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Old 04-07-2006, 12:21 AM   #1
VermontFreedom
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I keep my house around 60-62 degrees in winter so my ambient fermentation temperatures are pretty low. I've noticed that fermentation takes a little longer than one would expect--I usually have to wait another 3-7 days for my final gravity to stop moving.

Is there anything wrong with letting the wort bubble away for these 'extended' periods in those cool temperatures?

 
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Old 04-07-2006, 01:52 AM   #2
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from my limited experience, as long as you are in the working range of the yeast you chose, you should be fine. generally the lower end of a yeasts range produces the best beer.
a more senior brewer will correct me if i have mis-spoken.
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Old 04-07-2006, 02:18 AM   #3
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I'm totally a cold fermenter. I do everything in the basement, and for lagers proper I have an insulated box that hangs around 50-55 and the ambient in that room is seldom above 65, and my ales work out really well. Never had any off tastes. I think some of my fermentations have been pretty slow compared to my buddies who brew at higher temps, but I've never had an ale that needed more than about 3 weeks of conditioning before being dead clear and totally fermented.
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Old 04-07-2006, 02:18 AM   #4
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Ya, there isn't anything to worry about. Its all about the final product. My apt. is usually in the mid to high sixties and I've never had a problem. The low temperatures are more than likely the reason why you have slow ferments. But beer is always good the longer you wait, right?

It is possible to get more lager styles of beers if you use an ale yeast at a lower temperature, around 57 F. And, lager beers do take longer to ferment, so this is why your beer takes a little longer.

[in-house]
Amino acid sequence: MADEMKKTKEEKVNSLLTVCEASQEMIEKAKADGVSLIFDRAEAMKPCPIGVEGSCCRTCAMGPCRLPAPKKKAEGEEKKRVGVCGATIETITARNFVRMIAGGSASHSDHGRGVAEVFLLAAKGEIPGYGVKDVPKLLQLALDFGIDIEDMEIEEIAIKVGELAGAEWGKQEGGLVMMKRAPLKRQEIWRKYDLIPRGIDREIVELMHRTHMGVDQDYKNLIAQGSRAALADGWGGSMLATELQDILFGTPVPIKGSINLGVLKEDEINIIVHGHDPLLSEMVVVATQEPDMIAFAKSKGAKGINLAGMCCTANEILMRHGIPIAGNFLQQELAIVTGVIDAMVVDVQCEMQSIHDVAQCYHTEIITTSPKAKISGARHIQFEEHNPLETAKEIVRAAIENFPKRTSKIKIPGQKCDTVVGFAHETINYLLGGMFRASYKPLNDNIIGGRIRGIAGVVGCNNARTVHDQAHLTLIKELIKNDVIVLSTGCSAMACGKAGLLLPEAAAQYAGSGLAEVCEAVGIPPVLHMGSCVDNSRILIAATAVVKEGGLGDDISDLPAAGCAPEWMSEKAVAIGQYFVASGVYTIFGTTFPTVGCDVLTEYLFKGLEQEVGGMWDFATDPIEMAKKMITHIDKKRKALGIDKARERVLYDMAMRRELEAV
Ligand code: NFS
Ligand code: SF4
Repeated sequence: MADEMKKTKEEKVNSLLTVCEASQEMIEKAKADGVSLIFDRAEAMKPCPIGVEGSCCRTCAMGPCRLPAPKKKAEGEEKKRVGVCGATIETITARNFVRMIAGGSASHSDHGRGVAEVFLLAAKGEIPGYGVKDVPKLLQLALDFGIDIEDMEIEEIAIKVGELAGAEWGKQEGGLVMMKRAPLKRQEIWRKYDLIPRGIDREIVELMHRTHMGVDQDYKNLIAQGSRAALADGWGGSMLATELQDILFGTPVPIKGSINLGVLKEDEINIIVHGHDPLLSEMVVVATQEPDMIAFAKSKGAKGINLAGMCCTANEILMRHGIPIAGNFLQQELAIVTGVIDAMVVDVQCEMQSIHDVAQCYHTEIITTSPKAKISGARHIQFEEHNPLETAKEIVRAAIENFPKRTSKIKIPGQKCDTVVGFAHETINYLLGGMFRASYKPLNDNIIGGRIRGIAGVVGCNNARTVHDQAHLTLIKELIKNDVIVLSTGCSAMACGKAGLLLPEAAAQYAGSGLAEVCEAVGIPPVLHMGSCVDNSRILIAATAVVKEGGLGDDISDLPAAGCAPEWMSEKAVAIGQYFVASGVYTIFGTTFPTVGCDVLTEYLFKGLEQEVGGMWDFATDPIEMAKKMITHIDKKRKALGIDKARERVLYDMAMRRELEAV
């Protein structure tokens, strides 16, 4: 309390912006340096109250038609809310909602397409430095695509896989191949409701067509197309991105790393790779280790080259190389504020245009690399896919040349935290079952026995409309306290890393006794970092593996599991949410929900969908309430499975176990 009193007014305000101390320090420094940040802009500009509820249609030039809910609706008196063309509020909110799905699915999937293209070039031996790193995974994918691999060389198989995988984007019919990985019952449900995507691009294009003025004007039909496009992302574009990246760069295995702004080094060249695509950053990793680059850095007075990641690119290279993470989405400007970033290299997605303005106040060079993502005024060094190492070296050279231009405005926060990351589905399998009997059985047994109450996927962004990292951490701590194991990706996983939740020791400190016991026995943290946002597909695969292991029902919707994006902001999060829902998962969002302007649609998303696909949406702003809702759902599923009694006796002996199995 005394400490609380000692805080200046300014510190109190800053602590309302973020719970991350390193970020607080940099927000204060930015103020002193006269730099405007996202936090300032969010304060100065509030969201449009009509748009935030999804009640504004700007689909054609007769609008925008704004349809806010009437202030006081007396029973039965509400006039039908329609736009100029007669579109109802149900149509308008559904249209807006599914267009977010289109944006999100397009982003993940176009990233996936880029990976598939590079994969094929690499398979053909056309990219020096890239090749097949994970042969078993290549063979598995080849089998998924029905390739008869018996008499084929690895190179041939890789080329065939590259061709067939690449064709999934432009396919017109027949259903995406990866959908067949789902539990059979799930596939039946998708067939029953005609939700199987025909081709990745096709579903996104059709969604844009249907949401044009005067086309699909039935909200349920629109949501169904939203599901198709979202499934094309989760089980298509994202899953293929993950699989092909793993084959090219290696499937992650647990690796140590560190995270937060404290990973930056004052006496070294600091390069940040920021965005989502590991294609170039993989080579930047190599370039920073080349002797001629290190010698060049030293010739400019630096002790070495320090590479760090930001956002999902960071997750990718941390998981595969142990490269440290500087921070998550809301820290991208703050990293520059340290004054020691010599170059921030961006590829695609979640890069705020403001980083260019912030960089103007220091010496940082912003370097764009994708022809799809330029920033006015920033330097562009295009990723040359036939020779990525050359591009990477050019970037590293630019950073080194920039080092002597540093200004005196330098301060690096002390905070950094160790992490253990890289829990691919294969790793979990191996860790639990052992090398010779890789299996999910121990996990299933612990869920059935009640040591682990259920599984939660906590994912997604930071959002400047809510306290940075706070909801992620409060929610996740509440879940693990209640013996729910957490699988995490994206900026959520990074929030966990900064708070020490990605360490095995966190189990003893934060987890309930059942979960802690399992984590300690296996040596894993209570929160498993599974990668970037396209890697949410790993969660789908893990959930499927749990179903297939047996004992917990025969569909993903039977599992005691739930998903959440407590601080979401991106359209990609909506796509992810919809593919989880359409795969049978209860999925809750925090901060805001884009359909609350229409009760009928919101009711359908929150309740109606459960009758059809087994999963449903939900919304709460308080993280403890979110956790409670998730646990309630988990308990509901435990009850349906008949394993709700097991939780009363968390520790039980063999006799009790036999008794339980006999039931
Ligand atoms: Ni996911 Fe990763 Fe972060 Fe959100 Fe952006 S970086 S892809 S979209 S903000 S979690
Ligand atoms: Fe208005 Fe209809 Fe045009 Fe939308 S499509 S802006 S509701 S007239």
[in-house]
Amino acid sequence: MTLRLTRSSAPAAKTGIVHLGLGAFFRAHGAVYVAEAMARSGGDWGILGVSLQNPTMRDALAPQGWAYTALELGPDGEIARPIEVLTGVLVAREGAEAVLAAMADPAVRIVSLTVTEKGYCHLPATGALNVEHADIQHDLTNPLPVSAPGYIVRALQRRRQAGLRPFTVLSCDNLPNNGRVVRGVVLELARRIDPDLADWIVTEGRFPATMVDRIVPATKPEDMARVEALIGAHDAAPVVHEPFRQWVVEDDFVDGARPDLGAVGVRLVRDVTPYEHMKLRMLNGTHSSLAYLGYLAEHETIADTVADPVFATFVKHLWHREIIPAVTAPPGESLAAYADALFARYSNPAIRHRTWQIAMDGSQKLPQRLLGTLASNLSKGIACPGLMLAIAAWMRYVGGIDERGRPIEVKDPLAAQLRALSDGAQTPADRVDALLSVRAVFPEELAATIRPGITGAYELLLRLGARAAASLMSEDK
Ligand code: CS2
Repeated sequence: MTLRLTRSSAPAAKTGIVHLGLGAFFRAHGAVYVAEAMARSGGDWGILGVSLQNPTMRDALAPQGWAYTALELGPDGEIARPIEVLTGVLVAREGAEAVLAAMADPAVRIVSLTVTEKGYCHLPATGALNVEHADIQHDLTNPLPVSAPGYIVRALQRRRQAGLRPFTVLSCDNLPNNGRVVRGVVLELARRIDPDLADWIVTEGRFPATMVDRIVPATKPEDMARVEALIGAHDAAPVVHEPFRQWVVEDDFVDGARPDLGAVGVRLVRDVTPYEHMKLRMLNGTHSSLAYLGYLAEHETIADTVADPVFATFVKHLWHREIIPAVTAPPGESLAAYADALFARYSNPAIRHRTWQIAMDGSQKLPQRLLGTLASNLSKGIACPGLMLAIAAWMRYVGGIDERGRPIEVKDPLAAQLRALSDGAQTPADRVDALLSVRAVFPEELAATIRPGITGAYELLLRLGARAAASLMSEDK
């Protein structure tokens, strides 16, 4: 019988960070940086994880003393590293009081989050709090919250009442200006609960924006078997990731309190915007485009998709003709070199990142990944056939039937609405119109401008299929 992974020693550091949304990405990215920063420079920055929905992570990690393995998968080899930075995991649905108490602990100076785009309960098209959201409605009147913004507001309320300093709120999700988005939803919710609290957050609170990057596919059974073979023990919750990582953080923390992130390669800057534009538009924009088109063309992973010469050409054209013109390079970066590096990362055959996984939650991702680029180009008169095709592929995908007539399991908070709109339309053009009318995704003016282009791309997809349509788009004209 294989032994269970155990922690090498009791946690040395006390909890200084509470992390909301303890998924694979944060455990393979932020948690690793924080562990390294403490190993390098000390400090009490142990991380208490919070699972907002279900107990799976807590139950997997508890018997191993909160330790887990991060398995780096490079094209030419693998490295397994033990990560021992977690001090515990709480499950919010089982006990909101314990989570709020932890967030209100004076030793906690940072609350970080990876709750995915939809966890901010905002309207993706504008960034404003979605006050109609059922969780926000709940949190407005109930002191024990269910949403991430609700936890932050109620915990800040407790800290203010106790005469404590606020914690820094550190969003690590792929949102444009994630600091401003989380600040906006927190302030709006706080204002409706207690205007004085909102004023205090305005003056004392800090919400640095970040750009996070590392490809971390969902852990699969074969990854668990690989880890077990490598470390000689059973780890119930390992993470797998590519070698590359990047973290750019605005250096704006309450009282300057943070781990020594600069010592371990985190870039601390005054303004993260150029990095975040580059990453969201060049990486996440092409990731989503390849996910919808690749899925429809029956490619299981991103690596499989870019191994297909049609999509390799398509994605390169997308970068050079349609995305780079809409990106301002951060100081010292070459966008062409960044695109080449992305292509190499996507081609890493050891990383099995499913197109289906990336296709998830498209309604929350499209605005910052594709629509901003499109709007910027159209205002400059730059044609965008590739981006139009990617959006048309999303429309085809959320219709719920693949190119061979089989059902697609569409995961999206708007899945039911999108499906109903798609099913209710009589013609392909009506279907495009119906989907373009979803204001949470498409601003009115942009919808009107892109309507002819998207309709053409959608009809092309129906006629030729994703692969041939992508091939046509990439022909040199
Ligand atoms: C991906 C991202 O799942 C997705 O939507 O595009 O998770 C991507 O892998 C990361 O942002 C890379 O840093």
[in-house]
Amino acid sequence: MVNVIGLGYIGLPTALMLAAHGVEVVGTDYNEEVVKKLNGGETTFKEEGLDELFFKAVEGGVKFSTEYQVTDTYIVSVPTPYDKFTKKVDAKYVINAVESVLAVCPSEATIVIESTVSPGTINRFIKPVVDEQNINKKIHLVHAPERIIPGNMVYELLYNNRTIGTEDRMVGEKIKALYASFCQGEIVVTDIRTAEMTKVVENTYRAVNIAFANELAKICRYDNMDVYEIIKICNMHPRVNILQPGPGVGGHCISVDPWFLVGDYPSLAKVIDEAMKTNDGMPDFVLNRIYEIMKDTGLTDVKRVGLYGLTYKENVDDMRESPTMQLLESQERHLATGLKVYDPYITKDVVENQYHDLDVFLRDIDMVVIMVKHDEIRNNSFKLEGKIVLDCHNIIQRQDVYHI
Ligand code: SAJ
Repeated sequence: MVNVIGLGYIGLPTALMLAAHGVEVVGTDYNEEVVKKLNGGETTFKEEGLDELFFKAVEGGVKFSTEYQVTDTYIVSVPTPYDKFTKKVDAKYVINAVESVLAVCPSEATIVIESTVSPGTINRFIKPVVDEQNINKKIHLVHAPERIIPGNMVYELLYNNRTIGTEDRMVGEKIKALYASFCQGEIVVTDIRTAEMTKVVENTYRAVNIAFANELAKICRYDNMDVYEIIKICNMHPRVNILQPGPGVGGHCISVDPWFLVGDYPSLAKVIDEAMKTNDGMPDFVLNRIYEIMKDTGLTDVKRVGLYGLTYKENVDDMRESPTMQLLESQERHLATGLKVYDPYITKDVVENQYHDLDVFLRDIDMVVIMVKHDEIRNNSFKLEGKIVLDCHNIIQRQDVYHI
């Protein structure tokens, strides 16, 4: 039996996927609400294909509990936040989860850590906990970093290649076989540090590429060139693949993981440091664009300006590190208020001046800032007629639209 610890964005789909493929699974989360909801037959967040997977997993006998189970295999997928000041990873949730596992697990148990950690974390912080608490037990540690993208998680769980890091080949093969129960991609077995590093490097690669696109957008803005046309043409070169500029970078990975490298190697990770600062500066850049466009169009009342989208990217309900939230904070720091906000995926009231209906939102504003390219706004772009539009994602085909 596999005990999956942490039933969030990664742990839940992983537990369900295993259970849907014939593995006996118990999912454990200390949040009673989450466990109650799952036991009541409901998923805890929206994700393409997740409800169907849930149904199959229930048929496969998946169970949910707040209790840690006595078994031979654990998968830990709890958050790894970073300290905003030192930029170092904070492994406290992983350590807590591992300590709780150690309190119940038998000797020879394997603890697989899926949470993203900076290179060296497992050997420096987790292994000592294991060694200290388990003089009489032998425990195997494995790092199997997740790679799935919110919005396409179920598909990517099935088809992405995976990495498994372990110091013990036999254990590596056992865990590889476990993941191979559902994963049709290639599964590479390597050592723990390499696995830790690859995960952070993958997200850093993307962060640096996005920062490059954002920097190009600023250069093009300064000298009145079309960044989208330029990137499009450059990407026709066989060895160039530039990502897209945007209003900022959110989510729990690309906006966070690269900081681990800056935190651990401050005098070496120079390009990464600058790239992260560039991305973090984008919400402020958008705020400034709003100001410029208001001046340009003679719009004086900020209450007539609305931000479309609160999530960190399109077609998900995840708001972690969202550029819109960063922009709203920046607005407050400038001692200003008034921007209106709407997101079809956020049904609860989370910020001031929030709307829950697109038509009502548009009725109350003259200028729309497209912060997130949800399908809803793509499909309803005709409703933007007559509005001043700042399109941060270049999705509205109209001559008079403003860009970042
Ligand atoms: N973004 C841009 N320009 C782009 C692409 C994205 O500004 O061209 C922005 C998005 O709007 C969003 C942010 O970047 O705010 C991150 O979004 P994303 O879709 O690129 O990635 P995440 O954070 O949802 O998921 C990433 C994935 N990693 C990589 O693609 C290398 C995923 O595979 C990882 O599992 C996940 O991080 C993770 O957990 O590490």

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Old 04-07-2006, 02:24 AM   #5
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Quote:
Originally Posted by rod
from my limited experience, as long as you are in the working range of the yeast you chose, you should be fine. generally the lower end of a yeasts range produces the best beer.
a more senior brewer will correct me if i have mis-spoken.
I don't know if I'd say a low temp produces a 'better' beer, but I would say that it produces a 'cleaner' beer. Sometimes clean can be the goal, but lots of ales would seem strange if you cut down the ester content of them with a low temp fermentation.

I usually do all of my ales in the mid-range of the yeast. The only exception to this is my 80/-, which I do at the low end of wyeast's scottish ale strain (in the mid 50's).

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Old 04-07-2006, 02:25 PM   #6
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For almost all ales cooler is better, so long as the yeast is still in its active range. There are a few styles where the esters produced at higher temperatures ARE the style. It's much easier adding a little heat than cooling. I can't brew much in the summer, unless I manage to get busy and get the old garage cleared out and the fermentation cabinet built before June.
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Old 04-07-2006, 03:40 PM   #7
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Quote:
Originally Posted by david_42
For almost all ales cooler is better, so long as the yeast is still in its active range. There are a few styles where the esters produced at higher temperatures ARE the style.
This sums it up pretty well, I think. If you're using a very neutral strain like 1056 or WLP001, then you want that very neutral flavor profile that a cooler ferment will give you.

Belgians and Hefes fermented overly cool will tend to come up tasting like American bastard stepchildren of those styles--like, say, New Belgium beers or American Wheats. I'm not saying that's bad, unequivocally: I generally like New Belgium's beers, but they're not terribly Belgian tasting. I do tend to find American Wheats boring, though.
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Old 04-07-2006, 04:30 PM   #8
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Low temps = cleaner beers Higher temps = more esters

However this is all dependant on which yeast you are using.
There is nothing wrong w/ a slow ferment but a slow start will give bacteria a chance to settle in. So always make a starter for you batches so they get going right away.
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